18. From the viewpoint of a native English speaker, the value of languages other than English is overstated in today’s world. English is currently the language of science, transportation, diplomacy and trade. It’s likely to be the last language to obtain this status. There is a point to this, other than being provocative. Translation software has made monumental strides in the last decade and that trend will most likely continue through the next few decades as well. I will most likely live to see the day when most of the major languages can be translated in real time, making all those years of studying French mostly worthless. (Probably should have studied something obscure instead.)

    That’s more than okay, it will be a great day for humanity. We have a taste of it today, and its wonderful. Looking at the direction of technology, if I were a 12 year old today that didn’t have a fundamental grasp of programming and wasn’t reasonably proficient in at least one programming language, I would feel very slighted indeed. If I were muddling my way through a Spanish course that I could easily see would be useless instead, I would be angry. The whole future is going revolve around people that understand the things that make that new world work.

    The ability to conduct actual research would be a super power for a twelve year old in today’s world. Identifying a legitimate source is an ability that so many in our world need. It wont make them popular, but popularity is another thing that’s overrated.

    1. I agree, we anglophones can coast along safe in the knowledge that everyone else speaks our language. I can cross Europe without having to use my poor French, Welsh, and Dutch, or tiny bit of German.

      But there’s more to ti than that, and it’s a question of attitude and reception. In most of the non English speaking world you get along a lot better if they see you’re making the effort to try to speak their language.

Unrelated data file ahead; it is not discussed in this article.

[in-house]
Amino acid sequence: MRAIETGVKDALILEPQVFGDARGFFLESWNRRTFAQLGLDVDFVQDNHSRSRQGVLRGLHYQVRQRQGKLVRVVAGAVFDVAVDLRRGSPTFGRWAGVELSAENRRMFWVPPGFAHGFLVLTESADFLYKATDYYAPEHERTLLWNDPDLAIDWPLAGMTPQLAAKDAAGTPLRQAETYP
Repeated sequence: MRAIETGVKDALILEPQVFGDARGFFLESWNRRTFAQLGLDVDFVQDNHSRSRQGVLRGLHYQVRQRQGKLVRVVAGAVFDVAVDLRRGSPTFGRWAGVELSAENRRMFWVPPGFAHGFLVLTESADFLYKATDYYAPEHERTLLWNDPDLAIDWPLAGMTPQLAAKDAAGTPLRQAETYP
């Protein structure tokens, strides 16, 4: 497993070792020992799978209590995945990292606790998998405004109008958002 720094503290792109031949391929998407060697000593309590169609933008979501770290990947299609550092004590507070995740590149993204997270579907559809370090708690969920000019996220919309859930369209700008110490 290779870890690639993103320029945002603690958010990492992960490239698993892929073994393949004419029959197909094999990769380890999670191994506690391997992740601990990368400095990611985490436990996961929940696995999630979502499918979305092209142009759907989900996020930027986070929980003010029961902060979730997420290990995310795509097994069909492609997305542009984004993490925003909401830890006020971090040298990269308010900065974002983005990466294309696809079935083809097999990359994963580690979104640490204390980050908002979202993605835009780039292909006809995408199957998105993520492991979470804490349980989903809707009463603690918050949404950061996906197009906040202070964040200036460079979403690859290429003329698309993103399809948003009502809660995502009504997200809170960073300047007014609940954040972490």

2. Language cannot fundamentally be machine translated. Words can be, but a language comprises of an entire culture and history, along with the idioms and thought patterns, word-plays and puns… You can never truly understand a person through google translate unless you have an idea of what their words mean.

      It’s the Wittgenstein’s Lion: If a lion could speak English, we wouldn’t be able to understand it anyhow because it has such a different frame of reference that we can’t see its point.

      The of course there are languages which are “synthesizing”, i.e. they have the ability to conjure up new words on the spot, that work through onomatopoeia and commonalities between ideas, which of course won’t translate at all but are readily understood by a fluent speaker. Such languages as Finnish or Hungarian.

      1. Or, like the old story of CIA trying to machine translate captured soviet messages – until they tried their translating algorithm backwards. They put in the phrase “The spirit is strong but the flesh is weak.”, translated it to Russian and then back to English, and out came “The vodka is good, but the steak is rotten.”

    3. I couldn’t disagree more with the idea that machine translation makes language learning obsolete. It may allow you to read road signs, but probably not while driving. Will it ever allow you to listen to a public address announcement that happens at an unexpected moment (when you don’t have your translation app switched on) in a noisy foreign train station? Will it allow you to overhear a conversation at the next table in a restaurant?